Politics & the Nation
  • Journalist throws shoe at Chidambaram
    • Looks like this shoe throwing business has caught the fancy of journalists as a form of protest.  Why is it that they get agitated?  They are supposed to be dispassionate about what they are reporting on; isn't it?
    • Whatever may be the reasons for their grievance, whether real or imaginary, this cannot be chosen as a route to express one's protest.
    • Of course, you should, as usual, expect lot of politicking about this incident.
    • BTW who are the other dignitaries that had to be at the receiving end in such shoe-throwing incidents?
      • George Bush, Wen Jiabao & Pinarayi Vijayan.  Don't ask me who are these; will you?  You should be able to easily identify them all.
  • Update on Satyam probe -- CBI files charge sheet in the case.
  • New fuel norms
    • The government has set up a committee to ensure supply of Euro-IV petrol and diesel in 13 major cities and Euro-III fuels in the rest of the country from April 1, 2010. 
    • The higher grade of fuels will reduce emission of sulphur and benzene from vehicles that pollute environment. 
    • Euro-IV, or Bharat Stage-IV, diesel and petrol will be sold in 13 cities.
  • Know the various ways in which you can fly?
    • One, is the plain old simple model of buying a ticket and flying.
    • Second, is owning a plane and flying.
    • Third, is chartering a plane.  In this you hire a plane for your trip.  It's taking the plane just for the trip.
    • Fourth, is the fractional ownership.  You own a share in the aircraft.  Somebody gets to maintain it and whenever you need it, you get to use the aircraft.  In this model, usually the charges for the trips are charged.  If at the end of the day, there is any profit left out of the proceeds so received, as part owner, you also get a share in the profits.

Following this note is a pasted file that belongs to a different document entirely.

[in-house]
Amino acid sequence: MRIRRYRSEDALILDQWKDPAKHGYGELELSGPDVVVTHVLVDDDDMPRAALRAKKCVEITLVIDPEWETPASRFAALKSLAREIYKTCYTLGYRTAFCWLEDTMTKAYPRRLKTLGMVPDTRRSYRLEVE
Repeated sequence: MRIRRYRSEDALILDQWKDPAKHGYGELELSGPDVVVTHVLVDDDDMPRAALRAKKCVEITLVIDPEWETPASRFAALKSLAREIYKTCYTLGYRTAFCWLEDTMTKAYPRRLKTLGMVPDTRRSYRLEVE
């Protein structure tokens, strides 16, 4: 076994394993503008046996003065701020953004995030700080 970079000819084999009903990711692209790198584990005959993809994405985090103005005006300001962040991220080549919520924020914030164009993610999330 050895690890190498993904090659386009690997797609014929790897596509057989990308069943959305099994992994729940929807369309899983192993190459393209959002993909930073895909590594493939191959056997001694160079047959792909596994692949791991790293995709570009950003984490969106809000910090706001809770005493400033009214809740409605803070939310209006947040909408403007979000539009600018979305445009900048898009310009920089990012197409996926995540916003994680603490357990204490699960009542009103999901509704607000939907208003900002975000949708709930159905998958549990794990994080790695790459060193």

• Fifth, is the timeshare model.  In this you pay for a timeshare of the aircraft.  You are entitled to use that much time of the aircraft.  If you don't use it, you can sell it to others who are interested in buying it.
    • Now one more model that has recently kicked off is the pre-paid model.  It is a tweaking of the timeshare model.  Jetliners such as BJETS, VistaJet and Club One Air now offer pre-paid ‘timeshares’ in which you can buy a fixed 25-hour “all-expenses-included” flying package for Rs 2.7 lakh or Rs 3.5 lakh per hour, with a validity of one year, and fly to any part of the world.
    • That's a lot of variety; isn't it?
  • How should food surpluses be handled?
    • This year, due to better procurement prices, the government godowns are over filled with stocks. The procurement of wheat alone for 2008-09 is of the magnitude of 226.8 lakh tonnes, which is almost double that of the last year. Rice and wheat stocks in the central pool as on December 2008 had been 357.8 lakh tonnes as against the buffer stock norm of 200 lakh tonnes. The storage capacity, both owned and hired, is not sufficient for the tune of procurement and stocks with the government this year.  In such a scenario, how should these surpluses be handled?  Take a look at the expert-speak, as excerpted from today's face-off:
    • Now, given that surpluses do arise, the solution is in developing a framework to optimise the handling of these stocks. 
      • Firstly, we need to strengthen the warehousing facilities; and the private sector can be involved here. 
      • Secondly, the surpluses should be stored in deficit states to avoid the pitfalls of transportation in times of shortage. 
      • Thirdly, surpluses should be a part of the government’s foreign trade policy where the surplus grains are exported. 
      • Fourthly, surpluses should be aggressively distributed through the food for work programmes. 
      • Fifthly, futures trading should be encouraged where the storing authority manages to hedge the price risk. The ban on futures trading needs to be reviewed. 
      • Sixthly, stocks beyond the maximum tolerable limits should be given as aid to the poorer nations.